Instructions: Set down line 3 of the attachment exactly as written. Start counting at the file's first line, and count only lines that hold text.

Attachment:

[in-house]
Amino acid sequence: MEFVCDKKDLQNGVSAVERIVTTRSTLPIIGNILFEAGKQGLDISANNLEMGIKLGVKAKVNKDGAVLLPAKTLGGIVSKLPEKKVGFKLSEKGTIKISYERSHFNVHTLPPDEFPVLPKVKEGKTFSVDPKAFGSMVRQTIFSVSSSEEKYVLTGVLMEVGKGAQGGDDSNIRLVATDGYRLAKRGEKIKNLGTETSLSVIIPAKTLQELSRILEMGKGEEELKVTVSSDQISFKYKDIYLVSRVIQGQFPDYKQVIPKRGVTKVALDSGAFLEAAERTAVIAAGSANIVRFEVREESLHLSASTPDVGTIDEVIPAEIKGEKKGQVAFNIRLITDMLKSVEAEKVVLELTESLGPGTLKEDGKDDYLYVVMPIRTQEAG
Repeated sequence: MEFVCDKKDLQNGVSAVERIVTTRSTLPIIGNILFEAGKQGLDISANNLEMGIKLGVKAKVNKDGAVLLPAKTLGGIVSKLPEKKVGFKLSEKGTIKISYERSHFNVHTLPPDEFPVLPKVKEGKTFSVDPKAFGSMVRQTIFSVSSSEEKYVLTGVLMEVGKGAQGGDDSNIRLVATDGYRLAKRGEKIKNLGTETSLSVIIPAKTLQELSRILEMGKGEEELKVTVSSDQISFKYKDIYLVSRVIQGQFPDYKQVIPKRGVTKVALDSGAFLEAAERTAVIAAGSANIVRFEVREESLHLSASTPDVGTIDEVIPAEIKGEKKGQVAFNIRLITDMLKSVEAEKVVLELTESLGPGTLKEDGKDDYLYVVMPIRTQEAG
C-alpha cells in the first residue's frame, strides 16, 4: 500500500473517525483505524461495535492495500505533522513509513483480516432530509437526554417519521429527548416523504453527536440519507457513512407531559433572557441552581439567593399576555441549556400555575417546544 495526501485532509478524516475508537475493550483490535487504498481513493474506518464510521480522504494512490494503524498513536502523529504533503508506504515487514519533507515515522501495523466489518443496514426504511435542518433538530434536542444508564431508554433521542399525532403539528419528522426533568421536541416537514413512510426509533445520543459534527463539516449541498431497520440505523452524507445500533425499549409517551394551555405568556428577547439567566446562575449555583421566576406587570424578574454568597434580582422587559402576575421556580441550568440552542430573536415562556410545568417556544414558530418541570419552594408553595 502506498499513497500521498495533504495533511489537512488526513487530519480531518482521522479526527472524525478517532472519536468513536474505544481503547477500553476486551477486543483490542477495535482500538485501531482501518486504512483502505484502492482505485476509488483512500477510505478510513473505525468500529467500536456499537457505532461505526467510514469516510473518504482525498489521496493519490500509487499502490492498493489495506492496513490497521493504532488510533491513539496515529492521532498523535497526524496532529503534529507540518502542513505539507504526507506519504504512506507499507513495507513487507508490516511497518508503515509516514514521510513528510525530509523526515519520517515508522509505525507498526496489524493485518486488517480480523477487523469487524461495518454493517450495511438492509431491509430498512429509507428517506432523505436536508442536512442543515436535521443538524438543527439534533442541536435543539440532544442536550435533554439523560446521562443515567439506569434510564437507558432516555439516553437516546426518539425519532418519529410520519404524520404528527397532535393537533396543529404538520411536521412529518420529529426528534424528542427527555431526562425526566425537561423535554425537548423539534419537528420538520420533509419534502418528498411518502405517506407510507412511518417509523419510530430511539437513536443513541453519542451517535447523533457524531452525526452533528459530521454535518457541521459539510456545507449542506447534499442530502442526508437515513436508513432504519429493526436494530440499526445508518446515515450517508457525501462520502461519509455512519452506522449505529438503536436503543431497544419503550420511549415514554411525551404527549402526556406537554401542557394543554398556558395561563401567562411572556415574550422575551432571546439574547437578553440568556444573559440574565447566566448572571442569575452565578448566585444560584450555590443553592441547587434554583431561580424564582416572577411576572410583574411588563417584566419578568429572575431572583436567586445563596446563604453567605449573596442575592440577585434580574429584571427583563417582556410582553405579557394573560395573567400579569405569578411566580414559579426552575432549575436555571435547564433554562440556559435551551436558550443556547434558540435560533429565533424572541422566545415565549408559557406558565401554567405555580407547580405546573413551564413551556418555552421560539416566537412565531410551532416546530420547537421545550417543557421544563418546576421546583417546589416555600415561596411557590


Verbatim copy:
Repeated sequence: MEFVCDKKDLQNGVSAVERIVTTRSTLPIIGNILFEAGKQGLDISANNLEMGIKLGVKAKVNKDGAVLLPAKTLGGIVSKLPEKKVGFKLSEKGTIKISYERSHFNVHTLPPDEFPVLPKVKEGKTFSVDPKAFGSMVRQTIFSVSSSEEKYVLTGVLMEVGKGAQGGDDSNIRLVATDGYRLAKRGEKIKNLGTETSLSVIIPAKTLQELSRILEMGKGEEELKVTVSSDQISFKYKDIYLVSRVIQGQFPDYKQVIPKRGVTKVALDSGAFLEAAERTAVIAAGSANIVRFEVREESLHLSASTPDVGTIDEVIPAEIKGEKKGQVAFNIRLITDMLKSVEAEKVVLELTESLGPGTLKEDGKDDYLYVVMPIRTQEAG